Next Human Pandemic

The emergence of strange new diseases is a frightening problem that seems to be getting worse. In this age of speedy travel, it threatens a worldwide pandemic. We hear news reports of Ebola, SARS, AIDS, and something called Hendra killing horses and people in Australia—but those reports miss the big truth that such phenomena are part of a single pattern.

The bugs that transmit these diseases share one thing: they originate in wild animals and pass to humans by a process called spillover. David Quammen tracks this subject around the world. He recounts adventures in the field—netting bats in China, trapping monkeys in Bangladesh, stalking gorillas in the Congo—with the world’s leading disease scientists. In Spillover Quammen takes the reader along on this astonishing quest to learn how, where from, and why these diseases emerge, and he asks the terrifying question: What might the next big one be?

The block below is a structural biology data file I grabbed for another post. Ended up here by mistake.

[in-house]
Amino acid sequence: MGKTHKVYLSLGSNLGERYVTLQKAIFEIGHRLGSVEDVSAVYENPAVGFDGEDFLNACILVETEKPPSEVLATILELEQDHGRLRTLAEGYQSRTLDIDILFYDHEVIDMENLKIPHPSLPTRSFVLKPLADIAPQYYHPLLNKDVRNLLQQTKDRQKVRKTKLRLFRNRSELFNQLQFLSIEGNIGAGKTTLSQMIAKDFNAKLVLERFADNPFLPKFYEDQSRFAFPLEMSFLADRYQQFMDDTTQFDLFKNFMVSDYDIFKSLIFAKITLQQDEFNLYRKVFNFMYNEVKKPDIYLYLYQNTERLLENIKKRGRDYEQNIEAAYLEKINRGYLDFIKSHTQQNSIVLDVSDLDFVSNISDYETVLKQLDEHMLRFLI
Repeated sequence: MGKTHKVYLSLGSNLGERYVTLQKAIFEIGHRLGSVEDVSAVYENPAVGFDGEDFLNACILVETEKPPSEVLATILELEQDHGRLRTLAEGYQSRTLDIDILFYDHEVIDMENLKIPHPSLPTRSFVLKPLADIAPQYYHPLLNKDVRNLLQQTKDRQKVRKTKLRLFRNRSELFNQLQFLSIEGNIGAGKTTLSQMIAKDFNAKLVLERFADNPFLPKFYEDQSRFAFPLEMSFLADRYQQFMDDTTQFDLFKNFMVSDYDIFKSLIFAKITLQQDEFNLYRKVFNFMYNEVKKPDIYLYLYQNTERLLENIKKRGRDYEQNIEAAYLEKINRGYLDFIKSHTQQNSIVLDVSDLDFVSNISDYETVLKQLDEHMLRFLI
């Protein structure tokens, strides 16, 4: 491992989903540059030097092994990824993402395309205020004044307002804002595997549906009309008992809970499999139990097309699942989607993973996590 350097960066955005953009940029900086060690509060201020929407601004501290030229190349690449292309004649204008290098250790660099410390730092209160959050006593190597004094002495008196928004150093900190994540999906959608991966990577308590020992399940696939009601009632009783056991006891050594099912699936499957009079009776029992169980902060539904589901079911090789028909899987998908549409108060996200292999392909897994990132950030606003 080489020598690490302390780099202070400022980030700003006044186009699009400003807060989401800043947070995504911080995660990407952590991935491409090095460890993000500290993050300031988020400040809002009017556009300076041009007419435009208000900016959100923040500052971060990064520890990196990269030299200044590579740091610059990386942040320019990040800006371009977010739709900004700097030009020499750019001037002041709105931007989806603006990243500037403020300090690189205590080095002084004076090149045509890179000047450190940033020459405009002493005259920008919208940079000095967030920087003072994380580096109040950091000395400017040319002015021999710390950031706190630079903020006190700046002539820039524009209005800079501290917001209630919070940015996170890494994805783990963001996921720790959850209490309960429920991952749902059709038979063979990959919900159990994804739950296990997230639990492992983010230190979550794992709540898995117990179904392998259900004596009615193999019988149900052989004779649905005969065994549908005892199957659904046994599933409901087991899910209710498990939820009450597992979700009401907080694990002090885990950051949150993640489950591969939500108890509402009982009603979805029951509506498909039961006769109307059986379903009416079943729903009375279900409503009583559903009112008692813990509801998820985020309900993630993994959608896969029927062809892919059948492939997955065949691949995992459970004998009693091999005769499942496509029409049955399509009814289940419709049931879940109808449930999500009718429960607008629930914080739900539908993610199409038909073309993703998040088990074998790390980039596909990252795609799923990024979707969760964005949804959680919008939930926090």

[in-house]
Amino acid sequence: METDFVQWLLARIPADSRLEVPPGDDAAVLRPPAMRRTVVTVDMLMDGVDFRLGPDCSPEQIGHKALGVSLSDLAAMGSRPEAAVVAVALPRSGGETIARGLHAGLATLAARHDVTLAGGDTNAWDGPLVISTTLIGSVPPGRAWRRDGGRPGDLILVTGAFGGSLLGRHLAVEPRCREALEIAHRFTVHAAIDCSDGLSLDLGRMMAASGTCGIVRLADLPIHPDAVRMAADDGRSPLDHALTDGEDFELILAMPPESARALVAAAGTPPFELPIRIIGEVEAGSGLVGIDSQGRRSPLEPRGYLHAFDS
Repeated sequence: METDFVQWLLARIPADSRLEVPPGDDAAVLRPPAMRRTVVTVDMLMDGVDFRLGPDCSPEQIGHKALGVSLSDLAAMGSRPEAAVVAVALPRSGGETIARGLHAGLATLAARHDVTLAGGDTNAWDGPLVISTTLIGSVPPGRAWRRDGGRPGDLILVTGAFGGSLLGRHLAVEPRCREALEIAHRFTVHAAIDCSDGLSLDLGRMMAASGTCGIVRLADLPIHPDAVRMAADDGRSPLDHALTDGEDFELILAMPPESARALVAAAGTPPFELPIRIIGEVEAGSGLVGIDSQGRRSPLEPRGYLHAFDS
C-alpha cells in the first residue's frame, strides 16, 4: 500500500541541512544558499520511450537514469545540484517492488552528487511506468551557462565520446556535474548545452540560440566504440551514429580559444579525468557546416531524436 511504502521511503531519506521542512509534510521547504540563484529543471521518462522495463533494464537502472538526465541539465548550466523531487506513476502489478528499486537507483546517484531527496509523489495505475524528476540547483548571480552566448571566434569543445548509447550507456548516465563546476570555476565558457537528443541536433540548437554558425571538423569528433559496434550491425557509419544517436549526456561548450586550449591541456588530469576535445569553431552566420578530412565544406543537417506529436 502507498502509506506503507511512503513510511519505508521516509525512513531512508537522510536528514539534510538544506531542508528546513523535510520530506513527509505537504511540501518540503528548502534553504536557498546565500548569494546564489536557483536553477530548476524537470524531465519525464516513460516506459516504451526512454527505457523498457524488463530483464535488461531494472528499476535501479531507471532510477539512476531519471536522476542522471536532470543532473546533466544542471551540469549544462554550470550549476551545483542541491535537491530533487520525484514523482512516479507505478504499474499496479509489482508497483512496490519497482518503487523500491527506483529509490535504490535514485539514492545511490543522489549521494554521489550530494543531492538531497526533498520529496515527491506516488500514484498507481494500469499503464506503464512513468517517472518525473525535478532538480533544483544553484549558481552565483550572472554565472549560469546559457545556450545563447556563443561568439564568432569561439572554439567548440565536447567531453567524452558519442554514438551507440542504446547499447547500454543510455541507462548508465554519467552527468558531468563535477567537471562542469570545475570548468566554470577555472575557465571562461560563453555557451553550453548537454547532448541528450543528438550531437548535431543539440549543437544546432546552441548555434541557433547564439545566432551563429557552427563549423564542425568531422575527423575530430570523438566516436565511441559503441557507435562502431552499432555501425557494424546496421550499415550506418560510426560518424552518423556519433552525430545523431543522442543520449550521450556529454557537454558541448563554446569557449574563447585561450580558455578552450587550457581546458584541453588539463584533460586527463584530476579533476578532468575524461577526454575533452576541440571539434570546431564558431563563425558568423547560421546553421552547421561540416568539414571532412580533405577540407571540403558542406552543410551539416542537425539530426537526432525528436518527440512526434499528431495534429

This is David Quammen’s new book titled ‘Spillover: Animal Infections and the Next Human Pandemic’, the collection of stories about the sources of diseases called zoonosesYou can purchase it on Amazon right now.

We don’t have far to look for blame when weird infectious diseases spring up: they usually result from humans moving into wild ecosystems or from forcing encounters with other species.

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